We sowed the turnips and I trusted the seed drill to work for me. It was a matter of blind faith, and a cavernous leap of ignorance.
I found the first seedlings coming through after a week. Things looked promising, but over the subsequent days I began to worry. Success seemed horribly patchy and threadbare. There were long streaks of empty soil and gaping holes in the uniformity of young plants. I began to panic, and wondered if I should consider wiping the slate clean and running the seeder again with a closer eye to detail.
I spent several hours filling up the gaps by hand, and the slog of it showed me how slow this kind of work can be. It’s no wonder they invented machines to sow turnips; each minuscule pinhead is a separate responsibility, and I fumbled at the ground until my fingers were stiff I yearned for last year when the oats were sown in five minutes like a blizzard of drunken confetti.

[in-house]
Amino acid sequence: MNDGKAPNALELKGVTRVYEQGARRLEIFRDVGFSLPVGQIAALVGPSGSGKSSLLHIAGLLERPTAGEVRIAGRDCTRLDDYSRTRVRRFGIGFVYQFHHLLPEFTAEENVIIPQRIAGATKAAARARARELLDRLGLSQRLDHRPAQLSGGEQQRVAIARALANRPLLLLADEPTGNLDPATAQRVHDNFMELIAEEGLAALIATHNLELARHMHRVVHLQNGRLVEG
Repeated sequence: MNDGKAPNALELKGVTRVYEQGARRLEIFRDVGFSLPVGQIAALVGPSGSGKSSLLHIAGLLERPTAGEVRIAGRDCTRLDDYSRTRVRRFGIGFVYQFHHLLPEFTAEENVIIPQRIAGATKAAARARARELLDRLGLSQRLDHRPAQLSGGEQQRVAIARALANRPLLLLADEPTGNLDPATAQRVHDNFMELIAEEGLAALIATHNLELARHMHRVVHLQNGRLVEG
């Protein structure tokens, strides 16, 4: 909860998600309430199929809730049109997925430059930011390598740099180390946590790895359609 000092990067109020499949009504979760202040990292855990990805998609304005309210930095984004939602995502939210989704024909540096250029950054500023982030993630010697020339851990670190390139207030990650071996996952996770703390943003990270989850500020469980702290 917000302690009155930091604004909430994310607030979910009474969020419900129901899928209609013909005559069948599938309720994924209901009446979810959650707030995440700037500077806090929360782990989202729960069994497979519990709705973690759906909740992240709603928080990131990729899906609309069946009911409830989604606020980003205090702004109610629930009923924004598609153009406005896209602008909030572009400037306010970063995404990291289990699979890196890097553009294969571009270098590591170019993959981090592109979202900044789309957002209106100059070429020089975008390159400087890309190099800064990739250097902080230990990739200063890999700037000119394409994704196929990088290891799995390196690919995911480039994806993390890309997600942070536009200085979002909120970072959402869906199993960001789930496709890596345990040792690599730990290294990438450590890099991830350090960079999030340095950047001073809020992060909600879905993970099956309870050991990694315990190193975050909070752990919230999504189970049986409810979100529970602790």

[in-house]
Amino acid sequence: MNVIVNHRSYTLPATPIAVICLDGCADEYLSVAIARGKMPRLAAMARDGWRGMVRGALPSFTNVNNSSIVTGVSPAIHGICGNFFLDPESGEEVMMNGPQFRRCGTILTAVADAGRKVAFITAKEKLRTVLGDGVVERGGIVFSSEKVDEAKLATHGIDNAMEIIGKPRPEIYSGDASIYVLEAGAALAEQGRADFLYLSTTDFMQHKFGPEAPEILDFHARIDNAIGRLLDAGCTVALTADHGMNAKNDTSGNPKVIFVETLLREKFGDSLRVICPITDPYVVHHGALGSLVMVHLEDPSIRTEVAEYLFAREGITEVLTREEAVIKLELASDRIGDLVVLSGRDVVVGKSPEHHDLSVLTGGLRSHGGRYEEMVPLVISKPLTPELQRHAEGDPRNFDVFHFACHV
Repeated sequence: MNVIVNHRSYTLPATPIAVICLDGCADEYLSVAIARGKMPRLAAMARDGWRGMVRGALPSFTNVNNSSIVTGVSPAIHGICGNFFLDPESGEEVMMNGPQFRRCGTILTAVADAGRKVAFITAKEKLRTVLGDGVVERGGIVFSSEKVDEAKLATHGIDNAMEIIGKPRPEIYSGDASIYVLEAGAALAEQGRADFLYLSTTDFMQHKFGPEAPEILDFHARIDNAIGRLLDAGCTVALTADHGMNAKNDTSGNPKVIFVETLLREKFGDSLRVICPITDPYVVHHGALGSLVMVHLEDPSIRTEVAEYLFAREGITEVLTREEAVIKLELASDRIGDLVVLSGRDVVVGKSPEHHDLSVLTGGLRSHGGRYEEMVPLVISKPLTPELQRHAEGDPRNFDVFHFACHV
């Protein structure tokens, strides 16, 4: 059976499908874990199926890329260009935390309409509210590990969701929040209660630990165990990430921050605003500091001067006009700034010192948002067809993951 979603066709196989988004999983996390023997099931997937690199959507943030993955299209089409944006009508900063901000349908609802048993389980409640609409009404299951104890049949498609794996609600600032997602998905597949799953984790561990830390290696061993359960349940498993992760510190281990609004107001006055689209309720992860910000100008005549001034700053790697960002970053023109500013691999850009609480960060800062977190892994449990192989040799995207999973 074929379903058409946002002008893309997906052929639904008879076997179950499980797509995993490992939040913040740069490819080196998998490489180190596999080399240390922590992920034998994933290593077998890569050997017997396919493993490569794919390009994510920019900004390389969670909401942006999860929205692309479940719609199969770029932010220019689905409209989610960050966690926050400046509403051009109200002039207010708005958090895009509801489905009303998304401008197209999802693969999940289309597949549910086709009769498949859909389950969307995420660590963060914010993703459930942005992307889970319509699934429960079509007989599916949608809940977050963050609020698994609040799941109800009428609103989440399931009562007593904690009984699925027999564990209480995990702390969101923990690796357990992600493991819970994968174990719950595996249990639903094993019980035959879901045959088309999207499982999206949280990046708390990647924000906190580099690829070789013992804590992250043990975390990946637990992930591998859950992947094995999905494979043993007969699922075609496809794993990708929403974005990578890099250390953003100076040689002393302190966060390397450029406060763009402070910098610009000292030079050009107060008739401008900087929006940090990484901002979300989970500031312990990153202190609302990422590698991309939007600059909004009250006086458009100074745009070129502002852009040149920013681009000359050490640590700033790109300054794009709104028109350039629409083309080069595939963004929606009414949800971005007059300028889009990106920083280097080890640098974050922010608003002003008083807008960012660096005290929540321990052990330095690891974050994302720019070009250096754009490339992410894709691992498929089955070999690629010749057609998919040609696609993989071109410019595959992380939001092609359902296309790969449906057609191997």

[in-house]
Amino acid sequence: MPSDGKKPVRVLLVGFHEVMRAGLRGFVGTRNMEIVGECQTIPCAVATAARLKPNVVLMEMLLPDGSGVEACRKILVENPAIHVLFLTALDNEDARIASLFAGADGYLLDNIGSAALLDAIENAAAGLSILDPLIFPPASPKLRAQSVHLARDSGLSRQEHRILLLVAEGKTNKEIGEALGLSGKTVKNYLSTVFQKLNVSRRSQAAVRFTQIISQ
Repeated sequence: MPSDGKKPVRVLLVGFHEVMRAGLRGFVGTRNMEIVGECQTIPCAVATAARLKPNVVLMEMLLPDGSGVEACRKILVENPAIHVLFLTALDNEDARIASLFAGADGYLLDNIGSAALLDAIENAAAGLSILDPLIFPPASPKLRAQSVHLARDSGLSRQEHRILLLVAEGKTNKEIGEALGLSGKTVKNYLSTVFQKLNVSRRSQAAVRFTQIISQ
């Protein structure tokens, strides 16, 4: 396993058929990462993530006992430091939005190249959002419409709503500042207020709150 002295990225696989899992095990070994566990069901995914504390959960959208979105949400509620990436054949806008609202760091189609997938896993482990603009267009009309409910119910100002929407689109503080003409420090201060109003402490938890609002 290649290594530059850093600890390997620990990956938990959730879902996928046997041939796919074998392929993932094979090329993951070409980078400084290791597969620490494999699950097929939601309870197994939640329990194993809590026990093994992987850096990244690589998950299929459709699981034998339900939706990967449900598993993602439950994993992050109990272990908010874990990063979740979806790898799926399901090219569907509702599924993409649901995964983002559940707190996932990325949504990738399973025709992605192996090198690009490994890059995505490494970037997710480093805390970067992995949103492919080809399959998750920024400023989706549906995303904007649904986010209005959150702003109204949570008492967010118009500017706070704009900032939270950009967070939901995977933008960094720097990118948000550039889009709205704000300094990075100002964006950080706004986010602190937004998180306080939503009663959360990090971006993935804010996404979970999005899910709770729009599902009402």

But now we’ve had three days of good rain. The gaps are filling out and there are long chains of progress along the top of every drill. Things look fairly good, and I have to kick back against my nervy pessimism which leapt to the worst case scenario. Of course the slugs have made merry with many of the new seedlings, but I can soon flesh out those gaps with a second generation when the moment comes. Almost everything from here (including the harvest) will be done by hand, so it’s no trouble to work around a staggered weft.
And while I peer anxiously at this tiny crop, I can hardly ignore the multitude of strange and unforeseen weeds which have arrived in a blare with the turning rain. These are the boost and the bonus of this project, and it’s tempting to let them run amok and sow their own crop of beasties and birds.